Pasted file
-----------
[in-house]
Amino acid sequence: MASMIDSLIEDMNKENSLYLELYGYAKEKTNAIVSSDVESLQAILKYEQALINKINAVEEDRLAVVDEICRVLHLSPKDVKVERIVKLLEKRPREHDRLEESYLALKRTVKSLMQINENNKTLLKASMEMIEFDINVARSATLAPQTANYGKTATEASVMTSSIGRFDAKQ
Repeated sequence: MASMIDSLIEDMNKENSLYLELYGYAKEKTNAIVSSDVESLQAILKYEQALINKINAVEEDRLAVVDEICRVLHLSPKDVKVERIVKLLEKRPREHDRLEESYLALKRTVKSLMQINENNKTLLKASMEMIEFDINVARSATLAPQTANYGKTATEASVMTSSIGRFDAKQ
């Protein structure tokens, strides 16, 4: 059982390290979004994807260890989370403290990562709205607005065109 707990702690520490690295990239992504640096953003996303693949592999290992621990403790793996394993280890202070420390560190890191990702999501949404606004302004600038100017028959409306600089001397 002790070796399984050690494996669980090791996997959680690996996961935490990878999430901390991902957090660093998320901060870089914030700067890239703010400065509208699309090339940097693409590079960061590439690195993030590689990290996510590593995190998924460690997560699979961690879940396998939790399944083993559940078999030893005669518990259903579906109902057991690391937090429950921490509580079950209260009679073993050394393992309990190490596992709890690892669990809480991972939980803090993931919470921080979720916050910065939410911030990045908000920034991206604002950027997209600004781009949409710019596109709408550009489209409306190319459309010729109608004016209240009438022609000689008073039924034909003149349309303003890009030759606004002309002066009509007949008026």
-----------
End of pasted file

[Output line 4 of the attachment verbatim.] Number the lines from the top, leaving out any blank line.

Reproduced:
């Protein structure tokens, strides 16, 4: 059982390290979004994807260890989370403290990562709205607005065109 707990702690520490690295990239992504640096953003996303693949592999290992621990403790793996394993280890202070420390560190890191990702999501949404606004302004600038100017028959409306600089001397 002790070796399984050690494996669980090791996997959680690996996961935490990878999430901390991902957090660093998320901060870089914030700067890239703010400065509208699309090339940097693409590079960061590439690195993030590689990290996510590593995190998924460690997560699979961690879940396998939790399944083993559940078999030893005669518990259903579906109902057991690391937090429950921490509580079950209260009679073993050394393992309990190490596992709890690892669990809480991972939980803090993931919470921080979720916050910065939410911030990045908000920034991206604002950027997209600004781009949409710019596109709408550009489209409306190319459309010729109608004016209240009438022609000689008073039924034909003149349309303003890009030759606004002309002066009509007949008026």